14 generally enough we can make C miss any codimension-2 locus. The locus of isolated singular points of fibres is clearly of codimension at least 2, so we can produce curves avoiding those singularities. The problem is the fibres which have a multiple component. Let M denote the subset of B consisting of those points b 1,...,b m such that the fibre X bi has multiple component. Then C will be simply branched over B with ramification at smooth points of the fibres, away from π 1 (M). This is what we have to deal with! How to get rid of those extra bad branch points! In order to do that we have to modify the first construction slightly to get a more general construction. 4.3 Second construction. Start with a smooth curve C X. Pick a fibre X 0 and two points p and q in the intersection C X 0. Take a rational curve C 0 X 0 which passes through both p and q and does not intersect C in other points (we can assume that these intersections are transverse). Now we also attach rational curves C 1,...,C m in other fibres, just as in Construction 1. All this produces a curve C which is the smooth deformation of the union C C 0 C 1 C m. The normal bundle of this new curve N C /X has lots of global sections, with preassigned zeros at p and q. The degree of C over B is the same as the degree of the original curve C, because we only attached vertical curves. But the genus has augmented by 1. We can easily see this by the Hurwitz-Riemann formula: the smoothening introduces two new branch points p and q with simple monodromy just exchanging the sheets near p and q. Now since N C /X is nice, the new branch points will be independent too. Now we are ready for the 4.4 Proof of the fibration theorem. Draw an analytical picture of B. There are some nasty points b 1,...,b s corresponding to fibres with multiple components, and there are a lot of other ramification points, which are all simple and which can be moved around freely by deforming C. Choose a base point w and draw a (real) arc from w to each of the ramification points, (in a way so they don t intersect except at w of course). B M b 2 b 1 b s nice simple branch points w 14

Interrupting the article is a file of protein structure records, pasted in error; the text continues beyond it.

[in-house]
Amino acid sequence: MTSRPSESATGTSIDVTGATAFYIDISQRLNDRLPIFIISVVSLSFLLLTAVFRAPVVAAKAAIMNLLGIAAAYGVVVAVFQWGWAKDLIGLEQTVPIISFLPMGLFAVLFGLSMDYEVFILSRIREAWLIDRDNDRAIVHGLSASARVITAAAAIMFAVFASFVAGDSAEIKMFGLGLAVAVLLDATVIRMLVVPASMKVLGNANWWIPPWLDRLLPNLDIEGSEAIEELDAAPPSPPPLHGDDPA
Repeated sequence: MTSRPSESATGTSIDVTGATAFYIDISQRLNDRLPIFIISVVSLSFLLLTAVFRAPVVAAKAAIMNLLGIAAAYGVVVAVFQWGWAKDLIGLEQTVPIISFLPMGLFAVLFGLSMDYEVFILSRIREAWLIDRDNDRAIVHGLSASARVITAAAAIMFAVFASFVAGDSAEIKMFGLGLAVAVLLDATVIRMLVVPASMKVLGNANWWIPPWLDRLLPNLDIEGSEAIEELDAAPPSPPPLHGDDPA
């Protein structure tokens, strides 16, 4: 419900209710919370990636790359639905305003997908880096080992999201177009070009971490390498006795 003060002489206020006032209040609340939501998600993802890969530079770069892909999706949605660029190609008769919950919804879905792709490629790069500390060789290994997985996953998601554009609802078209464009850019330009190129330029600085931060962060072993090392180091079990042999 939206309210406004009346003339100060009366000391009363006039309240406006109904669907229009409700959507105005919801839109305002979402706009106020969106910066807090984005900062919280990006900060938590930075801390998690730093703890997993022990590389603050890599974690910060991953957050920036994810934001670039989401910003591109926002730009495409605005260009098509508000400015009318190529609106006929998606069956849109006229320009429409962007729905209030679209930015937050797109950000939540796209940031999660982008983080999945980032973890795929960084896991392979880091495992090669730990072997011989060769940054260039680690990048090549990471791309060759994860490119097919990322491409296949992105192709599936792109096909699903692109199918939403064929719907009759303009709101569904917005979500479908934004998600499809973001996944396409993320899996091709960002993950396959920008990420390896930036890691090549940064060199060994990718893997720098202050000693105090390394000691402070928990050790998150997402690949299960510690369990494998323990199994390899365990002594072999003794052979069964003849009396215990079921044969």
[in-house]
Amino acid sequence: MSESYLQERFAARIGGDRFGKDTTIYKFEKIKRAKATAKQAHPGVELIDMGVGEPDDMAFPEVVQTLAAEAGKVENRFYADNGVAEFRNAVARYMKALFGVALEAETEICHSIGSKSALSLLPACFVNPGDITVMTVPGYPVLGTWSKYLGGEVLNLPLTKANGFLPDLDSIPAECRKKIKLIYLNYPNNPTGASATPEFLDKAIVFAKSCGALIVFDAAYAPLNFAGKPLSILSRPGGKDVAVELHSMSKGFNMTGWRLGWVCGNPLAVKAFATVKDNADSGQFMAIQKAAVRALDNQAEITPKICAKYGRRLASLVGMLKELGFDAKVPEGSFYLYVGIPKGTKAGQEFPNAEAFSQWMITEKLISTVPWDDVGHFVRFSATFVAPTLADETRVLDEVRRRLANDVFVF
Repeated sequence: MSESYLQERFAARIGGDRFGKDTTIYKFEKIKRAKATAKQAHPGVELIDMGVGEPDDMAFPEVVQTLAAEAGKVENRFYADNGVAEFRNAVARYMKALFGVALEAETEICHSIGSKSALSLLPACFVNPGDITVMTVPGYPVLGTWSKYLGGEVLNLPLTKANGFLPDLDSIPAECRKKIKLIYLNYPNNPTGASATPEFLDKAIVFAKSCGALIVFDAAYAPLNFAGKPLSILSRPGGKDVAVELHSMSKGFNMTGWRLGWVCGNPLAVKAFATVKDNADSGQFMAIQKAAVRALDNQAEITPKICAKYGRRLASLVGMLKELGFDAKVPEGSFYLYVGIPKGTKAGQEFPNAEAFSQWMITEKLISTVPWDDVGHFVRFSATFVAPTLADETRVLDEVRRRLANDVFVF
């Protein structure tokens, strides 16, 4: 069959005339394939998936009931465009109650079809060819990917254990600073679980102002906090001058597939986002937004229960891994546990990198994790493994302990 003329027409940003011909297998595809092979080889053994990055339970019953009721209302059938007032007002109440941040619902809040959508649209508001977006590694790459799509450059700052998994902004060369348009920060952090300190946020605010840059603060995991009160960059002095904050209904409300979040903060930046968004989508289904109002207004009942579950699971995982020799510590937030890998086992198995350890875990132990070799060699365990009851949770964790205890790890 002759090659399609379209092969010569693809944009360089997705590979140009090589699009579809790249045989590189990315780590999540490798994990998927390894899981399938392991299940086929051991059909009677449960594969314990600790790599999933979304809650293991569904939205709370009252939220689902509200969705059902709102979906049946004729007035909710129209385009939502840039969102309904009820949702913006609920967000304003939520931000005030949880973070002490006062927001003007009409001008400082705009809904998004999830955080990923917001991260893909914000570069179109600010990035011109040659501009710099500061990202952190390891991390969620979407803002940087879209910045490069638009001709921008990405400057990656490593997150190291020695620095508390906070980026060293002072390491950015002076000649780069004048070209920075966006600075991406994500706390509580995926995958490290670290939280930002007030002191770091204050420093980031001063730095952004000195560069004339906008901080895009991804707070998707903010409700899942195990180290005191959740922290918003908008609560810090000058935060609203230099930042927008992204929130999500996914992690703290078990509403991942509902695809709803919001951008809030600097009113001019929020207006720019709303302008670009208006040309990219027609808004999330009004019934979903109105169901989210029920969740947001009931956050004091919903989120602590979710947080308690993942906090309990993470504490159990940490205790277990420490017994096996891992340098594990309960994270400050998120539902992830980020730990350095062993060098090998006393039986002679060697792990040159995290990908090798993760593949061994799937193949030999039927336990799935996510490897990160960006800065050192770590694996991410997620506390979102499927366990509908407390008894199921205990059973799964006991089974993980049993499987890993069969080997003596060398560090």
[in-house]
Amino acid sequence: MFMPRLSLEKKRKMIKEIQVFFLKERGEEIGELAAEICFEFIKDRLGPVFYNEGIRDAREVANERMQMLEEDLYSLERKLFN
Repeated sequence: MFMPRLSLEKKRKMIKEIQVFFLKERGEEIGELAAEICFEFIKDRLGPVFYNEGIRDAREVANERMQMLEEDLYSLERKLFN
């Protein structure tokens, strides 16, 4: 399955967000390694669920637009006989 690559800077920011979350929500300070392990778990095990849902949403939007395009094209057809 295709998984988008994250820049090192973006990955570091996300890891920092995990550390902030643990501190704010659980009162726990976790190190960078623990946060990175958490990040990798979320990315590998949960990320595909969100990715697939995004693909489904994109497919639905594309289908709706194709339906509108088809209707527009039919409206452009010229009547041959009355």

15 Now the complement of the union of all the arcs has no monodromy, so we can label the sheets. Thus we can identify the monodromy of each branch point as a permutation of the sheets: at the simple branch points the permutation will be simple while at the bad points the permutation will be complicated. (For example at a branch point corresponding to an m-fold fibre such that C meets the support with multiplicity k, the permutation will be a k disjoint m-cycles... ) We will now treat one of the bad branch points, which for simplicity we just call b. In fact what we do should be done simultaneously for all the bad points. Let S d denote the symmetric group on d letters, and let τ S d be the monodromy of b. Write τ as a product of transpositions τ = τ 1...τ k. For each of these transpositions τ i we are going to create a new pair of branch points p and q (using Construction 2); each of these points will have monodromy τ i, and one of them we will move into b in order to annihilate the monodromy at b. Precisely, draw a small disc b which contains b and all the q i s corresponding to the transpositions τ i, but not the p i s (and neither any of the other ramification points). Since the monodromy of q i is τ i, the total monodromy around b is trivial. Now recall that all the simple ramification points can be moved around independently, including the new ones created by Construction 2. Fix all the original branch points and fix the p i s but move the q i s to b. In other words, deform the curve C in such a way that all the original branch points are fixed, as well as the p i s, and such that each q i moves into b. q 1 b p 1 p 2. p k q 2.. q k 3 b Now take the limit C 0 of this family and see what it looks like. There may be (in fact will be) vertical components, but we can just discard those. The rest will be a curve over b whose only possible ramification is over b, but since all together there is no monodromy around b in fact there can be no ramification over b either! So the new curve in X is unramified over b. Recalling that we really do this simultaneously for every b in M, this completes the proof of the fibration theorem in the base of B = P Remark. Now the above procedure does not modify the total space X, so if there were a everywhere nonreduced fibre it would still be there afterwards. So what we have actually proved is that there can be no everywhere multiple fibre! This apparently is a contradiction: the original curve had positive intersection with the multiple fibre, whereas the new curve C 0 has intersection zero! The answer to this problem is that we have split off vertical components! 15